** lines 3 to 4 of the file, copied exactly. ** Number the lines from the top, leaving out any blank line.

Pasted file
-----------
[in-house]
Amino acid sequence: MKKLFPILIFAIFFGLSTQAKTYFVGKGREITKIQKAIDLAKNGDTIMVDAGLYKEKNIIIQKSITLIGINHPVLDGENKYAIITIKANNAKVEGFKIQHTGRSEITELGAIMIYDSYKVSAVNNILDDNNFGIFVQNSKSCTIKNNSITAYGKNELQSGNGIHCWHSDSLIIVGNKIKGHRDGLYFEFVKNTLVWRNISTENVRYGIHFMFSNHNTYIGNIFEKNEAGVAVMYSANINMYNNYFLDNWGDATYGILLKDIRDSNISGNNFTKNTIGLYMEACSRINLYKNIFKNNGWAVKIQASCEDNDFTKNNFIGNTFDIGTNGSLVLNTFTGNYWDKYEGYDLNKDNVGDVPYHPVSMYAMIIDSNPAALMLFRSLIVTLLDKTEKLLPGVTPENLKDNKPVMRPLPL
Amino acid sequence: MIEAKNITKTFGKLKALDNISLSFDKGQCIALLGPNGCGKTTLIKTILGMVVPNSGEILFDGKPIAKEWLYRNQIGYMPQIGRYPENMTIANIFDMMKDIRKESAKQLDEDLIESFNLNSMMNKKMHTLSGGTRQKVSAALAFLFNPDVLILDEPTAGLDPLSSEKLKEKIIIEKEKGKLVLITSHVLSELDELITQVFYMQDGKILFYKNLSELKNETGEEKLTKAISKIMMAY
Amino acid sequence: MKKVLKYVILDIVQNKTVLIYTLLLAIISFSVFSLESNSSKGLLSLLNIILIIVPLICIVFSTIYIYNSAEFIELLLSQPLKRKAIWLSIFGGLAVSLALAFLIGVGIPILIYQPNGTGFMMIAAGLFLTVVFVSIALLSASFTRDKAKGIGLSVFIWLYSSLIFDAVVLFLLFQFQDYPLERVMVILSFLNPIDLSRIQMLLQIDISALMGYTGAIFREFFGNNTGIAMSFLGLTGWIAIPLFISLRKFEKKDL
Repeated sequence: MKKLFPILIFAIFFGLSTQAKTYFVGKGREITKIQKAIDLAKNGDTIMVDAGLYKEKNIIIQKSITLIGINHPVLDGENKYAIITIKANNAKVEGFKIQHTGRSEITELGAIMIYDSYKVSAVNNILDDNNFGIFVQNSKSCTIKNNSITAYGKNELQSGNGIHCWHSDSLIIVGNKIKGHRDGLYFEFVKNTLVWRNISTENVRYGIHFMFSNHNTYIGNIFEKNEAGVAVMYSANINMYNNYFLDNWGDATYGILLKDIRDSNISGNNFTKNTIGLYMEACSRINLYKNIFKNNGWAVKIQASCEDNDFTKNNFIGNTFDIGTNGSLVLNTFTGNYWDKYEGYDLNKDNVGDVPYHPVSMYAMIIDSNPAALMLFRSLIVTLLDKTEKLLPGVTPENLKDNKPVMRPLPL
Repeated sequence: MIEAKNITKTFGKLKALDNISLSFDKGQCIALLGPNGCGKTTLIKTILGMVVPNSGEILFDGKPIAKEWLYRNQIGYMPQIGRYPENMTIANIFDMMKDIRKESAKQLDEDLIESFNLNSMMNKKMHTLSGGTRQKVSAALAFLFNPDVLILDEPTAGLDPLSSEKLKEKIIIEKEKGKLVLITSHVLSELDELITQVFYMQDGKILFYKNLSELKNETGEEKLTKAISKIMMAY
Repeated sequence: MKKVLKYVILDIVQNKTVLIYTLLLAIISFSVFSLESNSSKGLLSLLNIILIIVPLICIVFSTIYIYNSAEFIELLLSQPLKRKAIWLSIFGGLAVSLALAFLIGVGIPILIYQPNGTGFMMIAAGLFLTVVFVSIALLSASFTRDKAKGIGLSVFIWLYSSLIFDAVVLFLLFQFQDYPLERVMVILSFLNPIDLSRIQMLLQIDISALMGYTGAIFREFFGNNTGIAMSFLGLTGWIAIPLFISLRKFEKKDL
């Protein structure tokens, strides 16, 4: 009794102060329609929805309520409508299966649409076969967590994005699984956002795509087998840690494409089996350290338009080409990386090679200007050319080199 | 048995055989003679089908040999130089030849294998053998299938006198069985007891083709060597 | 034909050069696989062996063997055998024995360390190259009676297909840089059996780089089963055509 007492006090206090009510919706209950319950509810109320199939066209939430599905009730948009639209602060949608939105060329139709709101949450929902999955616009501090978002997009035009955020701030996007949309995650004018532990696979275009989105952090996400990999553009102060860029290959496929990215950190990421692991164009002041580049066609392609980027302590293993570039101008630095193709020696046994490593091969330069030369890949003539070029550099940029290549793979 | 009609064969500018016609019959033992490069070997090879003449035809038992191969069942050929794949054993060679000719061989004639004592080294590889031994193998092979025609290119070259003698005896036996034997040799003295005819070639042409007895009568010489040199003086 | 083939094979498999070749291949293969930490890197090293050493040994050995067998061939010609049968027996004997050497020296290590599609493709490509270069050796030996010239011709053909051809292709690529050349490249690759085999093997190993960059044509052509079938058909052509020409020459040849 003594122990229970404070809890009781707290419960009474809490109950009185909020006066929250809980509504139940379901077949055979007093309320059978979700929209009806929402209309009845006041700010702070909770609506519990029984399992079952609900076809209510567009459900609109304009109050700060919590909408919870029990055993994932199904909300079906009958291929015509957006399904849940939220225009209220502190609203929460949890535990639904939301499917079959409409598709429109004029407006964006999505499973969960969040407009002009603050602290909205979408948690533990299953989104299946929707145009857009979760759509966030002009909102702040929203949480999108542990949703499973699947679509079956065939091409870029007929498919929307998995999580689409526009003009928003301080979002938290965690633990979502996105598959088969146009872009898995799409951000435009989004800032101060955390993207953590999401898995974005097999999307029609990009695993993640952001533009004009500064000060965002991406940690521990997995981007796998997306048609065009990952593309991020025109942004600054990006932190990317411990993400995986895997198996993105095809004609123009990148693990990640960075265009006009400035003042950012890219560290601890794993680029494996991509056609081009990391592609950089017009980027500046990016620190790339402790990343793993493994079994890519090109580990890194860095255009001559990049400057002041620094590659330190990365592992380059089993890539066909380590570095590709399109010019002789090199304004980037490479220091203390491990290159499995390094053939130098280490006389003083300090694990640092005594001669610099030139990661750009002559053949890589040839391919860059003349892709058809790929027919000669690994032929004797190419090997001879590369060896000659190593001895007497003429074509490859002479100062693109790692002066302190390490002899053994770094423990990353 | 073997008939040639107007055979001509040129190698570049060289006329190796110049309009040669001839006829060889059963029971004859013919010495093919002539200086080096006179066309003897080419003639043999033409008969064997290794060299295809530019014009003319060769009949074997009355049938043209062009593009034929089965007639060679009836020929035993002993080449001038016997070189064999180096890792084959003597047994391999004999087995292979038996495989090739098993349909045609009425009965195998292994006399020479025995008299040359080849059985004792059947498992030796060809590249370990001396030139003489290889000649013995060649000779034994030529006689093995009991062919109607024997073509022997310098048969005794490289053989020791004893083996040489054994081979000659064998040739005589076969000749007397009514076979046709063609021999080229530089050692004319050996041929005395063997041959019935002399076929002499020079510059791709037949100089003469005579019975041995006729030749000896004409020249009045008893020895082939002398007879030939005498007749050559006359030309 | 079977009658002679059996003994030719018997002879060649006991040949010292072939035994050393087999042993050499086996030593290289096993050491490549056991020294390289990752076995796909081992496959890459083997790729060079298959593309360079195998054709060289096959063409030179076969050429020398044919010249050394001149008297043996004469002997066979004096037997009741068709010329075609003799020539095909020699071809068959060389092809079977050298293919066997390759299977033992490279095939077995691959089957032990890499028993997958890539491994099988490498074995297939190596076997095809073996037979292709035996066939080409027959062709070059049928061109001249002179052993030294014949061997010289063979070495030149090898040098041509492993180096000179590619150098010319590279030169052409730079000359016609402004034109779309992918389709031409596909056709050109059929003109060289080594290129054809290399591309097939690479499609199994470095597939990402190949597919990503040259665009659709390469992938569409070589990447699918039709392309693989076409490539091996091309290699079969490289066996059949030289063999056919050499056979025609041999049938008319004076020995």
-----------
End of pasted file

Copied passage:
Amino acid sequence: MIEAKNITKTFGKLKALDNISLSFDKGQCIALLGPNGCGKTTLIKTILGMVVPNSGEILFDGKPIAKEWLYRNQIGYMPQIGRYPENMTIANIFDMMKDIRKESAKQLDEDLIESFNLNSMMNKKMHTLSGGTRQKVSAALAFLFNPDVLILDEPTAGLDPLSSEKLKEKIIIEKEKGKLVLITSHVLSELDELITQVFYMQDGKILFYKNLSELKNETGEEKLTKAISKIMMAY
Amino acid sequence: MKKVLKYVILDIVQNKTVLIYTLLLAIISFSVFSLESNSSKGLLSLLNIILIIVPLICIVFSTIYIYNSAEFIELLLSQPLKRKAIWLSIFGGLAVSLALAFLIGVGIPILIYQPNGTGFMMIAAGLFLTVVFVSIALLSASFTRDKAKGIGLSVFIWLYSSLIFDAVVLFLLFQFQDYPLERVMVILSFLNPIDLSRIQMLLQIDISALMGYTGAIFREFFGNNTGIAMSFLGLTGWIAIPLFISLRKFEKKDL